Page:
Richard Florida is a co-founder and editor at large of CityLab and a senior editor at The Atlantic. He is a university professor in the University of Toronto’s School of Cities and Rotman School of Management, and a distinguished fellow at New York University’s Schack Institute of Real Estate.
Healthy cities reflect our nation’s growing economic and class inequalities.
The beginning of January is prime time for making resolutions to improve one's fitness and health. But maintaining a healthy lifestyle isn't as simple as burning holiday calories. Our socioeconomic class, combined with where we grow up and where we currently reside, structures everything from our education to our income to our employment opportunities—and now our fitness as well.
To better understand this latter divide, I took a detailed look at the connection between how metros rank on the American Fitness Index™ (AFI) (which rates metros on individual health indicators like vegetable consumption and daily physical activity, as well as community or environmental indicators like walkability or proximity to a local park) and the key socioeconomic characteristics of these metros. (My CityLab colleague Jessica Leigh Hester has already covered the strengths and weaknesses of the latest rankings on this site.)
The map below, created by my Martin Prosperity Institute (MPI) colleague Grace Chen, charts these cities according to the AFI Index. Cities with a low fitness score are shown in blue, while cities with a high fitness score are shown in dark purple. In general, the East Coast seems to contain most of the fittest cities in the U.S.
Next, MPI’s Charlotta Mellander ran a basic correlation analysis to determine the various metro characteristics associated with better or worse fitness levels. As usual, I point out that correlation does not equal causation, but merely points to associations between variables. Socioeconomic class tracks across three key dimensions: income, education, and occupation, or the kind of work we do. My own research finds that fitness, too, tracks closely across all three of these key attributes.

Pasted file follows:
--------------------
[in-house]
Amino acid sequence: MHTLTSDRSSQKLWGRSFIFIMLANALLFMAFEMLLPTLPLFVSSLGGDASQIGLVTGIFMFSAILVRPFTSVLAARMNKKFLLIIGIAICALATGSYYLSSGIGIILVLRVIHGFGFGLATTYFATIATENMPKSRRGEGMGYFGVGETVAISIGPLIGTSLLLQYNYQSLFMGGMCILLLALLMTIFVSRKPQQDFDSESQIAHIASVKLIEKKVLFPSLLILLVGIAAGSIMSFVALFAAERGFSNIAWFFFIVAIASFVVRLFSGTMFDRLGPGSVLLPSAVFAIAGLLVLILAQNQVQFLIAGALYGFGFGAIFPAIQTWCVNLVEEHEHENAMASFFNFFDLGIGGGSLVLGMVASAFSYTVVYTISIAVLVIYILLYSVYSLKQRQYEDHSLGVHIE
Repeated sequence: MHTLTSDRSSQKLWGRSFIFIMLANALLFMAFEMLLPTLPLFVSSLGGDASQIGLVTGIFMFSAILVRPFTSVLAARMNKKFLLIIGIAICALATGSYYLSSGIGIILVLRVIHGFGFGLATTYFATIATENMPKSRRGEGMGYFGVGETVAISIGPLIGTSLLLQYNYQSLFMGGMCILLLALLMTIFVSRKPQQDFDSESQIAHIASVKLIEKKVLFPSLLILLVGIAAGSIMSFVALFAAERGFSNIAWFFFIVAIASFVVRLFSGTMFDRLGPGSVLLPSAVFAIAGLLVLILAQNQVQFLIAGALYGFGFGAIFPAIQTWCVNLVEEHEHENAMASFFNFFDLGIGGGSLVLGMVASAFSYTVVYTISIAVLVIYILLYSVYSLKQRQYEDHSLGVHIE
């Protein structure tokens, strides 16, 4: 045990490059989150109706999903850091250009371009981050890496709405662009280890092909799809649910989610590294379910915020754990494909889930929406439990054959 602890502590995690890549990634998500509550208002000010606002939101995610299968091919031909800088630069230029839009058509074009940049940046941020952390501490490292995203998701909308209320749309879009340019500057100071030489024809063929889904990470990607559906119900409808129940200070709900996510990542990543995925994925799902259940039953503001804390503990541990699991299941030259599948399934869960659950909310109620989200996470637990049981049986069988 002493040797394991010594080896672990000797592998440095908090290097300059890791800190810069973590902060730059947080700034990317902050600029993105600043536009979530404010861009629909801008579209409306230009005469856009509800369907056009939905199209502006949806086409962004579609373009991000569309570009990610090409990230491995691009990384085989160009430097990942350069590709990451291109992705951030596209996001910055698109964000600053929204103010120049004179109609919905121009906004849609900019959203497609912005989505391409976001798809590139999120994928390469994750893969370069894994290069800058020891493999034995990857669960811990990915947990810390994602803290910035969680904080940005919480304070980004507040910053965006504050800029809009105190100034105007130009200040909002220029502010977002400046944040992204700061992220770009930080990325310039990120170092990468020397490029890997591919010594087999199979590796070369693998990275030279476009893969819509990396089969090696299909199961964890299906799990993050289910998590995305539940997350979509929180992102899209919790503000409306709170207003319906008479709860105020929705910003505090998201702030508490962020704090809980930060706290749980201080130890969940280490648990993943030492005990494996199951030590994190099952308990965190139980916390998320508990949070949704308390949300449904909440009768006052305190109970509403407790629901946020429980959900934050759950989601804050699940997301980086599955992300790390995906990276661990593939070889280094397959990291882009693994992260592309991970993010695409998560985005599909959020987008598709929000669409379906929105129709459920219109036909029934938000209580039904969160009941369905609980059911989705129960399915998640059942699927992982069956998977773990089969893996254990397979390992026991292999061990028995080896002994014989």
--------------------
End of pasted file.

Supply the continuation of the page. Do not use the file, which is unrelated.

For one, fitness is closely associated with the wealth and affluence of metros. There are considerable correlations between fitness and several key measures of economic development, including income (.70) and wages (.69).
Fitness is also closely correlated with the share of adults who hold a college degree (.69) and the share of the workforce that are members of the creative class (.65).
Yet another positive correlation can be found between fitness and the concentration of high-tech industry (.59) and level of innovation, measured in patents (.60).
Conversely, fitness has a substantially negative association with the share of the workforce that are members of the blue-collar working class (-.64). While this may seem counterintuitive, since blue-collar jobs are more likely to require physical labor, sedentary professionals and creative-class workers actually spend more time exercising outside of work.
Fitter cities are also more expensive cities, with the correlation to median housing cost being the highest of any in our analysis (.71).
Fitness is also associated with the density and commuting patterns of metros. It is positively associated with metro density (.42) and the share of commuters who walk to work (.48), but negatively associated with those who drive to work alone (-.52)—a key indicator of sprawl. While this suggests a connection between fitness and walking, it also reflects the fact that denser metros—where more people walk to work—are more affluent and educated. Unsurprisingly, fitness is also positively associated with the overall happiness and well-being of metros (.54).
While many believe that people are fitter in warm, sunny places like L.A., San Diego, or Miami Beach, our analysis finds little connection between the two. Metro fitness has no statistical relationship to how cold it gets (as measured by January temperatures) and is actually negatively associated with summer heat (with a correlation of -.56).
For all the talk of fitness that permeates the American zeitgeist—from reality shows like The Biggest Loser to the First Lady’s “Let’s Move!” campaign to combat childhood obesity—we don’t often explore the more subtle factors that contribute to a healthy lifestyle. As beneficial as exercise and mindful eating may be, the overall health of our lifestyles is not just the product of a series of good decisions. It is also the result of how our culture and society is structured. At the end of the day, fitness is consistently tied up with our affluence, jobs, education, and class position—all of which are partially contingent on where we live. With the success of fit cities comes the unfortunate reality that these cities reflect yet another gripping image of our country’s great divide along economic and class lines.Top image: littleny / Shutterstock.com